The line in the sand has been drawn and lawmakers across the country, whether Republican or Democrat, right or wrong, what their constituents want or not, are muddling through what side to be on in the health care debate. Others though, including Congressman John Carter, who represents Taylor and District 31, know exactly where they stand and believe they know exactly what will move the country forward on clearing the contention surrounding the issue.
"Everything they want proposed in (Sen. Max Baucus' bill and HB 3200) I'm opposed to," Carter said. "I think as long as the public option is in a bill I think there are going to be real issues."
The Senate bill recently introduced by Baucus (D-Mont.) quickly drew criticism from Carter, who said Republicans wouldn't vote on it because of the public option and the rising cost.
"Most people do not want to take things away from Medicare to create a new program and that is one of the things this (bill) does. People don't want to increase the debt and that's one of the things this (bill) does and they don't want the government running their healthcare," Carter said. "That is certainly the problem I have with it."
Carter, a Republican, said his constituents have overwhelming expressed opposition in mail and town hall meetings to public option for health care and the amount of spending to create a public healthcare system and he stands by that, saying there are other options.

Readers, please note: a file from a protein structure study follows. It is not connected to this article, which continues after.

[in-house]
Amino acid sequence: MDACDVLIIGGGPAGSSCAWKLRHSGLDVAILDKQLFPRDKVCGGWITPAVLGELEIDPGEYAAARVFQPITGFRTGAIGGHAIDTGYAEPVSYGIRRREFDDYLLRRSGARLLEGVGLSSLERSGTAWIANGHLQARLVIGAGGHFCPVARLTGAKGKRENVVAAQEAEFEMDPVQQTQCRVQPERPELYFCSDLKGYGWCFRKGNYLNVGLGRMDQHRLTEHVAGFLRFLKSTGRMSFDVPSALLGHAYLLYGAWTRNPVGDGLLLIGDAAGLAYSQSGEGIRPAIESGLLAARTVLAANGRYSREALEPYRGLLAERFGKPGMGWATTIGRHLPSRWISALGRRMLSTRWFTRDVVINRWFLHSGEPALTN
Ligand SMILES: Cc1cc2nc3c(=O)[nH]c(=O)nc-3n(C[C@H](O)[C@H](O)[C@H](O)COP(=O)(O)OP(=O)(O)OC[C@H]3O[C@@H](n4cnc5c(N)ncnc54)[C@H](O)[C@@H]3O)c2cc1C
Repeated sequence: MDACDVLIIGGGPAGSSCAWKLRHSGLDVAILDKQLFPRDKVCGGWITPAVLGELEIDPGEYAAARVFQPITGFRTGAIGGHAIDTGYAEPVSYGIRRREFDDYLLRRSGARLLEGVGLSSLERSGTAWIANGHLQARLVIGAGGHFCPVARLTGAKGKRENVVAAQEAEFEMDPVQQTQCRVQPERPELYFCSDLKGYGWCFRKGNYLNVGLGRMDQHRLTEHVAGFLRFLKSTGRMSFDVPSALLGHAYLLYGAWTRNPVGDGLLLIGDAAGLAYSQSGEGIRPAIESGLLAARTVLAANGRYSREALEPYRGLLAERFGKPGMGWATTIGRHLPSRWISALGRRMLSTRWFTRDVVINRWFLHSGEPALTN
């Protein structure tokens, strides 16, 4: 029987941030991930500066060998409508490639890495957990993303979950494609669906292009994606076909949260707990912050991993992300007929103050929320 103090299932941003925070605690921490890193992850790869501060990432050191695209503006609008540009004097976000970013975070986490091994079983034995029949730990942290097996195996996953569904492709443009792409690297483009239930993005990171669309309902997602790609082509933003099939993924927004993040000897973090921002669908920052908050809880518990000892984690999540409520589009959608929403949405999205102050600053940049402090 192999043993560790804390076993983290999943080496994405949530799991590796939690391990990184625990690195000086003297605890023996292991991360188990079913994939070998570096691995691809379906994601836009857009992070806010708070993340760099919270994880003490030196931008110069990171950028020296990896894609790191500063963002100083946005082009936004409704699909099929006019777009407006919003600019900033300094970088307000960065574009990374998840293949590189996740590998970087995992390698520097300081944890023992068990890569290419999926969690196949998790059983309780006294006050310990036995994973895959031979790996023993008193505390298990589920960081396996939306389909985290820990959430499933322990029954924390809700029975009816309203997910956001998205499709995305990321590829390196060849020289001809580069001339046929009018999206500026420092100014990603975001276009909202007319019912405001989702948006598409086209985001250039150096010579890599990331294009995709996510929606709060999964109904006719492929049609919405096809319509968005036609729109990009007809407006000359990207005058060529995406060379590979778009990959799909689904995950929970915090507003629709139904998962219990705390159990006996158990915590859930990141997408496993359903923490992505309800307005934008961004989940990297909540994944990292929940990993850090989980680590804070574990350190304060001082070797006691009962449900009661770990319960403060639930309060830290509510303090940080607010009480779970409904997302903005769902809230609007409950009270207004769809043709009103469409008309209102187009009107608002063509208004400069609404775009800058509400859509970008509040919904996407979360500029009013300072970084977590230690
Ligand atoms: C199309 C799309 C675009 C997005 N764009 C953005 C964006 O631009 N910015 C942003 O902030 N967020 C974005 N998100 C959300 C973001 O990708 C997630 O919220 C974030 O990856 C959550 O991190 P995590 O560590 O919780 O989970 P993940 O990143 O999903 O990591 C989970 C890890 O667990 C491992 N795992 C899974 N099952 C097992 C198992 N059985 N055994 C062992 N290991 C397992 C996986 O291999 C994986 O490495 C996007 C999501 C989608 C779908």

Suggesting money saving efforts like tort reform and the portability of insurance as well as examining the real costs associated with proposed plans, Carter said he would vote for measures that took the financial burden off of citizens.
"I think there are things that we can do - tort reform, give people the option to buy across state lines, let people have their health care stay with them if they change jobs. I can support that but I'm not going to support this massive change in the way we take care of the health care," Carter said. "I just don't think it's good for the country."
HB 3200, which led to a widespread protests at town hall meetings around the country during the legislature's August break, has not moved forward since its proposal. Baucus' senate bill has been met with much criticism, as well, Carter said.
"I think everybody agrees we'd like to come up with something that would bring cost down and expenses down," Carter said. "But the issue continues to be pretty fluid. It's not nailed down at all and I don't think it will be any time soon. That's going to be pretty difficult to do, I'll tell you that."